|HISTORY OF ATTORNEY GENERAL’S CHAMBERSt|
The history of Attorney General’s Chambers – as a formal institution of government – is relatively recent though, as we shall see, the provenance of the Attorney General as the country’s chief law officer is much older. The various functions of legal advice afforded to the then colonial government were consolidated as a federal department under the provision of the Federation of Malaya agreement, 1948. Three years later the membership system was introduced into the Federal Legislative Council. Under that system Attorney General’s Chambers (then known as the Department of Law) was classified as a ministry and was held responsible for all legal matters involving the Government. The Public Trustee’s Department and the Official Registrar of Patents and Trademarks came under it. Under the Cabinet System established in August 1955 the Chambers continued to exercise the same functions.
Since independence in 1957 the Attorney General’s Chambers has been placed under various ministries. Initially it was located within the portfolio of the Ministry of Home Affairs and Justice. On 1 September 1959 it shifted to the then Ministry of Justice, only to revert to the Ministry of Home Affairs and Justice in 1964. A decade later it came under the Ministry of Law and Attorney General. It was on 15 September 1980 that the Chambers formally came under auspices of the Prime Minister’s Department, a move that explicitly recognized the strategic importance of the law at the heart of the governance.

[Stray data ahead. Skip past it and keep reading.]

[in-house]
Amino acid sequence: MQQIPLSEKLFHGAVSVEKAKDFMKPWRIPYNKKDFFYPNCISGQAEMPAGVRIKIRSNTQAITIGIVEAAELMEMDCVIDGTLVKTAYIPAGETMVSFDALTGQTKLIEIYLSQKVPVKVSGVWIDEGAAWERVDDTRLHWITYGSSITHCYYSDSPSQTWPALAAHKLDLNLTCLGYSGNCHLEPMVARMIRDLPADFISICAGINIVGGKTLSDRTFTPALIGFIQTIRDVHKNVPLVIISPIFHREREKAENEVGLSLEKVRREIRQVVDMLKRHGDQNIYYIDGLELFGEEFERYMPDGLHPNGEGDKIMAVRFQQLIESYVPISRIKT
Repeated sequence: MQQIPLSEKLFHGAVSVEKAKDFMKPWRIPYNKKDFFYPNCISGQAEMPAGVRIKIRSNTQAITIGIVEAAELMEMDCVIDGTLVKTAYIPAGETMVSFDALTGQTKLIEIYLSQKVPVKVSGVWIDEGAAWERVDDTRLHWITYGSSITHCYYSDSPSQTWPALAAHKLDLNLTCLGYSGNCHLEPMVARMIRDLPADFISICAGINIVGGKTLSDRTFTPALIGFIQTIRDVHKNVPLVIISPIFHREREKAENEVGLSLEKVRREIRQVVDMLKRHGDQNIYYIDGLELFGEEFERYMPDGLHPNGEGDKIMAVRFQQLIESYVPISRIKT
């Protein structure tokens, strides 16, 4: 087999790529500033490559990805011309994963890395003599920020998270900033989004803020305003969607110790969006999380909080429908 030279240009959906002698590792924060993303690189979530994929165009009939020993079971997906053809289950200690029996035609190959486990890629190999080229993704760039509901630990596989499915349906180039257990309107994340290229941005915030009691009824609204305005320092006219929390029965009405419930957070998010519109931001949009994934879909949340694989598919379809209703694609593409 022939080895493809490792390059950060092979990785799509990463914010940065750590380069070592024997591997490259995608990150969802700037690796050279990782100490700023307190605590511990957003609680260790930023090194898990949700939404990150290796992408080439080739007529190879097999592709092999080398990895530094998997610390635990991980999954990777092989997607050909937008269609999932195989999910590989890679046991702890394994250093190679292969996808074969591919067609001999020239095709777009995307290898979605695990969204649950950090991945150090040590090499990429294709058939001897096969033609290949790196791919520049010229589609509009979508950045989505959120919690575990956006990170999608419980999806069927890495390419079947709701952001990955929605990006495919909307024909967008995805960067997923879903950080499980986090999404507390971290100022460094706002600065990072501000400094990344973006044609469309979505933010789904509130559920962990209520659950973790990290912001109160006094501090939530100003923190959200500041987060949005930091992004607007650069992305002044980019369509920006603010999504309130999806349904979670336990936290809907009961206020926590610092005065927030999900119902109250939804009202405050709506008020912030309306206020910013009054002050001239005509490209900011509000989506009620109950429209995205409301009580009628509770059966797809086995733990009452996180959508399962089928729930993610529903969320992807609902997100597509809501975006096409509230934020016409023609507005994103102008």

Just as the Chambers has had different institutional arrangements within the governance apparatus so it has been located in different premises. From the pre-independence period until 1982 it was sited in the Sultan Abdul Samad Building in the historic heart of Kuala Lumpur, and from 1982 to 2001 in the modernist Bank Rakyat building. The offices of the Chambers are then relocated in Kompleks C Putrajaya in 2001, the Federal Administrative Capital and later to its current location in Precint 4 in 2009.